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posted by requerdanos on Sunday January 24 2021, @12:55PM   Printer-friendly
from the no-rush-though dept.

Could we harness energy from black holes?:

A remarkable prediction of Einstein's theory of general relativity -- the theory that connects space, time and gravity -- is that rotating black holes have enormous amounts of energy available to be tapped.

[...] [Now] physicists Luca Comisso of Columbia University and Felipe Asenjo of the Universidad Adolfo Ibáñez in Chile have found a new way to extract energy from black holes by breaking and rejoining magnetic field lines near the event horizon, the point at which nothing, not even light, can escape a black hole's gravitational pull.

"Black holes are commonly surrounded by a hot 'soup' of plasma particles that carry a magnetic field," said Comisso. "Our theory shows that when magnetic field lines disconnect and reconnect in just the right way, they can accelerate plasma particles to negative energies, and large amounts of black hole energy can be extracted."

The U.S. National Science Foundation-funded research results could allow astronomers to better estimate the spin of black holes and possibly discover a source of energy for the needs of an advanced civilization, Comisso said.

[...] "Thousands or millions of years from now, humanity might be able to survive around a black hole without harnessing energy from stars," Comisso said. "It is essentially a technological problem. If we look at the physics, there is nothing that prevents it."

Journal Reference:
Luca Comisso, Felipe A. Asenjo. Magnetic reconnection as a mechanism for energy extraction from rotating black holes, Physical Review D (DOI: 10.1103/PhysRevD.103.023014)


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  • (Score: 2) by Muad'Dave on Monday January 25 2021, @12:41PM (1 child)

    by Muad'Dave (1413) on Monday January 25 2021, @12:41PM (#1104680)

    if you magically compressed Phobos into a black hole ... it'd provide gravity comparable to Earth's ...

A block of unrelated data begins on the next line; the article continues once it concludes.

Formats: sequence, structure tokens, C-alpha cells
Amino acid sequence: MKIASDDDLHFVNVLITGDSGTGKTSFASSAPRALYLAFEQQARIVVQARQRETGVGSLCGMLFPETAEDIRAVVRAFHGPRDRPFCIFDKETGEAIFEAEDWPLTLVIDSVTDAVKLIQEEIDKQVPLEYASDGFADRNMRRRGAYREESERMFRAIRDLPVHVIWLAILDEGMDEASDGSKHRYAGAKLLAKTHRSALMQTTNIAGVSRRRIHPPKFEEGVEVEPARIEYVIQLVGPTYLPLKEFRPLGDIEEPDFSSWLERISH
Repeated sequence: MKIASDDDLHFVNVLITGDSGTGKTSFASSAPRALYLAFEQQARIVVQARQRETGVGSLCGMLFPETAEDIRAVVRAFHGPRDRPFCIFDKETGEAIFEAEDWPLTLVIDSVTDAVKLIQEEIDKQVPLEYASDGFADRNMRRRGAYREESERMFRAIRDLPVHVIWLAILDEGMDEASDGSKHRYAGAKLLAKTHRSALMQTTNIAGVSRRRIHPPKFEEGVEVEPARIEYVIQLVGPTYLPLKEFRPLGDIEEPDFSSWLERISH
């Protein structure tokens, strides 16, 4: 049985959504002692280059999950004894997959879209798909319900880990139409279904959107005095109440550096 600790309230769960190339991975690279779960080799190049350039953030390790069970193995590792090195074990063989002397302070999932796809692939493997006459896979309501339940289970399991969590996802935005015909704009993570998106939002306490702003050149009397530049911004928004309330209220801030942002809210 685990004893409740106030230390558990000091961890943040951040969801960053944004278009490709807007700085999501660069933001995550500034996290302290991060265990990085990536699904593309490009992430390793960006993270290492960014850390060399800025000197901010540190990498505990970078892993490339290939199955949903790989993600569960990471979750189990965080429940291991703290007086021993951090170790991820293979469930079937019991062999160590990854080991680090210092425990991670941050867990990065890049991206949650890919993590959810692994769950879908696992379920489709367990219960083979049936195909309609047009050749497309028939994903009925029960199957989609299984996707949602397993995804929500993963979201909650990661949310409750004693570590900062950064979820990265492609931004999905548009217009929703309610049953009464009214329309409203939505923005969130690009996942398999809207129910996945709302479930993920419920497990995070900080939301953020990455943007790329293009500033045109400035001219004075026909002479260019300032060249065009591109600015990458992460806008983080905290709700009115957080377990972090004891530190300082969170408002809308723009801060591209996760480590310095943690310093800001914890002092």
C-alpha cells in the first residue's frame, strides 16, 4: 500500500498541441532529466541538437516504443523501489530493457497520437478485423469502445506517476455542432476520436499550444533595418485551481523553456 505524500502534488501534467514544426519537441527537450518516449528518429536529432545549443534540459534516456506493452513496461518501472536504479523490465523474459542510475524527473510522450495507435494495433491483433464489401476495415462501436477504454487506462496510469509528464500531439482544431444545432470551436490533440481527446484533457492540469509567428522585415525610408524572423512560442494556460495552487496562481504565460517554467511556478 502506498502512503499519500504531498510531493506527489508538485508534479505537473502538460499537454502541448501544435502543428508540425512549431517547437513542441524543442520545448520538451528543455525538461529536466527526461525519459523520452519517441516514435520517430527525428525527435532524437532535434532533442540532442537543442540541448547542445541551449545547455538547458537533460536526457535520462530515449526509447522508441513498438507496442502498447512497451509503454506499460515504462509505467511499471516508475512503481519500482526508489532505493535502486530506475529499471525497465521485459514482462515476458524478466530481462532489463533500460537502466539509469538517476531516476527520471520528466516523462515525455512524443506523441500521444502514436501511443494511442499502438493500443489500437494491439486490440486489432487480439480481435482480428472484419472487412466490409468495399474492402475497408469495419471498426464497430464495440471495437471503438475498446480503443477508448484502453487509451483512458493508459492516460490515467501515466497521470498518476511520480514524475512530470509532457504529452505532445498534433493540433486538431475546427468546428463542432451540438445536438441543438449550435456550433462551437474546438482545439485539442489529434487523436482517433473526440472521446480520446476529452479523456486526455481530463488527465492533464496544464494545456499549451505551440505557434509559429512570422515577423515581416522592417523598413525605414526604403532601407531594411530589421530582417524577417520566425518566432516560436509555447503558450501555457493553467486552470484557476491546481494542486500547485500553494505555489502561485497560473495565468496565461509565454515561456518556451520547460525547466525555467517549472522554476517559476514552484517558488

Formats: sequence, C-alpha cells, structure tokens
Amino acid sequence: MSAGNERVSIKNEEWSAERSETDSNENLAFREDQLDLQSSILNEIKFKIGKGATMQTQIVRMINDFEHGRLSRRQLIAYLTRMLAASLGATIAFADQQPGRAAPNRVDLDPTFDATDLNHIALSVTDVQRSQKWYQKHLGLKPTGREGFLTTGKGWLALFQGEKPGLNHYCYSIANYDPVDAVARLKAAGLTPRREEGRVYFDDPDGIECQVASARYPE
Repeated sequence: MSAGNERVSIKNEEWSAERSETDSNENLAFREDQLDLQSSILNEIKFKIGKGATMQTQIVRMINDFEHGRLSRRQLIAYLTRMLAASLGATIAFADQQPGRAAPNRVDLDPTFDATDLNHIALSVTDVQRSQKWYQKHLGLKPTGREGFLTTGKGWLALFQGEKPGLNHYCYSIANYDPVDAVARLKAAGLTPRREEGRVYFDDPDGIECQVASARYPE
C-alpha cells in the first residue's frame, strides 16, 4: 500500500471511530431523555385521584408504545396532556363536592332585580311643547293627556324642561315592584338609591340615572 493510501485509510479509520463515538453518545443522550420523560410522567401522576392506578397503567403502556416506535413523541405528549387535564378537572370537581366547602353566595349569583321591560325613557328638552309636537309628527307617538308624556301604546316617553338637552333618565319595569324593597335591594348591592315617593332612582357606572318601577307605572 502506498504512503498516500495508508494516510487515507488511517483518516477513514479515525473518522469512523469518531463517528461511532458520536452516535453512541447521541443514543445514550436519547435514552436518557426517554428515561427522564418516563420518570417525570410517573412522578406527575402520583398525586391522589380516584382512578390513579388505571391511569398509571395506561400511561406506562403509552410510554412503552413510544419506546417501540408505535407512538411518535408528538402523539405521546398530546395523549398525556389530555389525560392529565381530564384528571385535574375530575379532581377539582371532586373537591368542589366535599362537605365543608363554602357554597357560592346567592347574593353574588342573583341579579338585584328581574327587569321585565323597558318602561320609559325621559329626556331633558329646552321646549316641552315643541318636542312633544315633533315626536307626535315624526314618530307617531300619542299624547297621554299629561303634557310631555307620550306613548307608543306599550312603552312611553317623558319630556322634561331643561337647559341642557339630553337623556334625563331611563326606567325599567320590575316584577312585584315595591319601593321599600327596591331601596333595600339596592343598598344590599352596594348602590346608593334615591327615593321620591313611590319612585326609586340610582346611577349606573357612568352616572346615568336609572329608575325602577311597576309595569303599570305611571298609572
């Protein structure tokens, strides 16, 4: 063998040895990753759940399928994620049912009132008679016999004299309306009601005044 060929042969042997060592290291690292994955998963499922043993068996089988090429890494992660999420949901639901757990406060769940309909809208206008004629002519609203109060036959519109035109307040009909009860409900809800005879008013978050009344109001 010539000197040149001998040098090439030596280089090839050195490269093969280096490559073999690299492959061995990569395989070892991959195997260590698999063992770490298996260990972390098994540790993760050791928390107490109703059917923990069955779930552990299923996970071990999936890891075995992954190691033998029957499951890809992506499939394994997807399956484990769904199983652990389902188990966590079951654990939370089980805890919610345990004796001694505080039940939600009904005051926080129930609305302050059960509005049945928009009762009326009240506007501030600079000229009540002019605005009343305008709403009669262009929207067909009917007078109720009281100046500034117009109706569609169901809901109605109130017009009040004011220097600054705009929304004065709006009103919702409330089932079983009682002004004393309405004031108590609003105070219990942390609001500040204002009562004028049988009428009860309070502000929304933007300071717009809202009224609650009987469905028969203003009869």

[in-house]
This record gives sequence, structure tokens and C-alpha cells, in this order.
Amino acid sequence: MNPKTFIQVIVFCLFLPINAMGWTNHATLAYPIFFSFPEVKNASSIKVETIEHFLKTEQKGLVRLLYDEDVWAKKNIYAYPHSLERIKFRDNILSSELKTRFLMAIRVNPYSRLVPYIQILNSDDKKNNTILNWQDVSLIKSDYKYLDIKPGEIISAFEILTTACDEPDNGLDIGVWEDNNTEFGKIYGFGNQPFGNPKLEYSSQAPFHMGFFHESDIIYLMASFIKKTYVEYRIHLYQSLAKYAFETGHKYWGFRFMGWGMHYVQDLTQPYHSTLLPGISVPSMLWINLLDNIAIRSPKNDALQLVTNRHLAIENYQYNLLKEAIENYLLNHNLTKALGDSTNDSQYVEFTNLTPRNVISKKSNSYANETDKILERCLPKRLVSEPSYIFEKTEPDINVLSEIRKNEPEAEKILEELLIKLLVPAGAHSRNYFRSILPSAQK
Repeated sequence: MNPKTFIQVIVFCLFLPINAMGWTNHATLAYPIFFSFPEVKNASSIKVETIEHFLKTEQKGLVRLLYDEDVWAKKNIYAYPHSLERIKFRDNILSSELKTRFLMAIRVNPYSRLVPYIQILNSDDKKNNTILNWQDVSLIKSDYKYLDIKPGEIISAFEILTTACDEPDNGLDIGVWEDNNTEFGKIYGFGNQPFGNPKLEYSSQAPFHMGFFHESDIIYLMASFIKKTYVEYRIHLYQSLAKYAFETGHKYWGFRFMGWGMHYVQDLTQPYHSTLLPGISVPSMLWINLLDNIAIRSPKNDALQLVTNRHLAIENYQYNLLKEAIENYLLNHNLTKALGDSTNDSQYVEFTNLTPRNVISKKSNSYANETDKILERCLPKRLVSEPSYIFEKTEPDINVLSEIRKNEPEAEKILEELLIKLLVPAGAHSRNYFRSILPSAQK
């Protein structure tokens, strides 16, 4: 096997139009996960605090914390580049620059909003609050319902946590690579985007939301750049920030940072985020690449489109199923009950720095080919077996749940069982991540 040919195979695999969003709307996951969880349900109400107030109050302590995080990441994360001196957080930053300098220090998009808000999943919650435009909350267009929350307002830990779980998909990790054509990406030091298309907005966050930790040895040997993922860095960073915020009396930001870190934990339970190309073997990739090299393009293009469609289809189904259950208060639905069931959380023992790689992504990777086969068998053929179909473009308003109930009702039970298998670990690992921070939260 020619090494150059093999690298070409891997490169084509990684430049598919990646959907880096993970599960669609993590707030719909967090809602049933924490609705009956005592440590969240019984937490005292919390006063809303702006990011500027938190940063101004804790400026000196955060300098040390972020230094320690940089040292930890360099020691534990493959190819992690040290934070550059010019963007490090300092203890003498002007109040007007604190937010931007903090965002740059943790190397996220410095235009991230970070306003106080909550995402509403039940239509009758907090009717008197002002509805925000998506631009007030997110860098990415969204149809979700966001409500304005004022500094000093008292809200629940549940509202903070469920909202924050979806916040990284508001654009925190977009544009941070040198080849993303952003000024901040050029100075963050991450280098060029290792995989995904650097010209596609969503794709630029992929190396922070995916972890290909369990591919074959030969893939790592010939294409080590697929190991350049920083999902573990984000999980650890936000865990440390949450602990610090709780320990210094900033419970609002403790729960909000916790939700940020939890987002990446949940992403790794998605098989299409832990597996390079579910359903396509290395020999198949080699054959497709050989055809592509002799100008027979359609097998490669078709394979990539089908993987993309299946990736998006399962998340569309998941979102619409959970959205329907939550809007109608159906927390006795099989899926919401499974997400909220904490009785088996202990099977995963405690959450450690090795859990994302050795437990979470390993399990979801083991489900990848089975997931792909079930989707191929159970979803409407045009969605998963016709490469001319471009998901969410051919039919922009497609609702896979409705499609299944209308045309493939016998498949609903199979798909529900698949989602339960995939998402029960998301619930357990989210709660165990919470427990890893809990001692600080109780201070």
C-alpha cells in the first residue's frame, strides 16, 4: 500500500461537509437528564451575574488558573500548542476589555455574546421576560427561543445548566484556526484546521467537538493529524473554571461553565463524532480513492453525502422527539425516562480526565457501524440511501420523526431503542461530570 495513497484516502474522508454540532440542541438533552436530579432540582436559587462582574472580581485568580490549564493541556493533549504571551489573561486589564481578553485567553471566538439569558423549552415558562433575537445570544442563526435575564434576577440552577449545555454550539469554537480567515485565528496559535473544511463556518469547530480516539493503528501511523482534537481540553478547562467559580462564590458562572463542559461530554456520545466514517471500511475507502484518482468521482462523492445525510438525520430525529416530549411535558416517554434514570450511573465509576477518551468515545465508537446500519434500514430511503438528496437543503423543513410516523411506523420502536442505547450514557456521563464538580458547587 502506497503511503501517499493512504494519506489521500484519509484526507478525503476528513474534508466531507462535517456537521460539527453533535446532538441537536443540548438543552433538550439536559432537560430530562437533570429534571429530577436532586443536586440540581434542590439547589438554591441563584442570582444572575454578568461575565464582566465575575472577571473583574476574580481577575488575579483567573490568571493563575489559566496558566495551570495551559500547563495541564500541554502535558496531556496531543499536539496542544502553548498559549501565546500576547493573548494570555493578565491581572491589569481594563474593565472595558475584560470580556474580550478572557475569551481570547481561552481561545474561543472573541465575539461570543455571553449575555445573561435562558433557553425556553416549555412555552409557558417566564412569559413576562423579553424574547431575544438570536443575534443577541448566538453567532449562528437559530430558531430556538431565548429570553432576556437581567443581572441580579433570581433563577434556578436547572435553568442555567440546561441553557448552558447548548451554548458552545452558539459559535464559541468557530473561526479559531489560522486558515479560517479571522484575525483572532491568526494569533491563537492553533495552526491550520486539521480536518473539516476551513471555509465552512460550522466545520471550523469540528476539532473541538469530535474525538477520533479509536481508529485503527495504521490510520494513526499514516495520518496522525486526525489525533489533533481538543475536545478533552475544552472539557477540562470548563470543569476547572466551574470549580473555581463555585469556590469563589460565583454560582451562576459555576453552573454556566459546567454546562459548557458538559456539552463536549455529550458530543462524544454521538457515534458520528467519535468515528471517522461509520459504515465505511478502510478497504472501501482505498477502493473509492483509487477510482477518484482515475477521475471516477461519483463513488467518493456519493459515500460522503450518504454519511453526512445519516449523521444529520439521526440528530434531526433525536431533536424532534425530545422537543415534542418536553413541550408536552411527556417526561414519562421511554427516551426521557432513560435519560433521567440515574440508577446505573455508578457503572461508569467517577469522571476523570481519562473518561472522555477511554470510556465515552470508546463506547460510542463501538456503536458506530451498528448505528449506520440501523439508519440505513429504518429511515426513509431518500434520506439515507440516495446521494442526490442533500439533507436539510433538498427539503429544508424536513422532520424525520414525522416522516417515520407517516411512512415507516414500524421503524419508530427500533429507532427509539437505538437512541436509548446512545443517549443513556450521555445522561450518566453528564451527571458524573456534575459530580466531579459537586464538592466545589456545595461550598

Wouldn't its gravity be exactly that of Phobos? Just because it's concentrated doesn't mean it would increase.

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  • (Score: 2) by Immerman on Monday January 25 2021, @03:19PM

    by Immerman (3985) on Monday January 25 2021, @03:19PM (#1104734)

    At any given distance you would be correct, but gravity acceleration varies with distance from the center of mass according to the inverse square law: g = G*m/r^2

    When we talk about the gravity of a planet, we're talking at the surface - a.k.a. the point of maximum gravity. Fly upwards, and you're getting further away, so gravity diminishes. Dig under the surface and gravity starts diminishing again, since you're also getting pulled upwards by the mass above you.

    But since a black hole is far tinier than a normal object of the same mass, you can get far closer. Get 10x closer, and gravity gets 100x stronger. For a small black hole you could enclose it in shells of various sizes, and each shell would have a different surface gravity based on its distance. The closer you got, the stronger the pull would be, and also, the stronger the tidal forces: your feet would be closer than your head, and thus be pulled more strongly.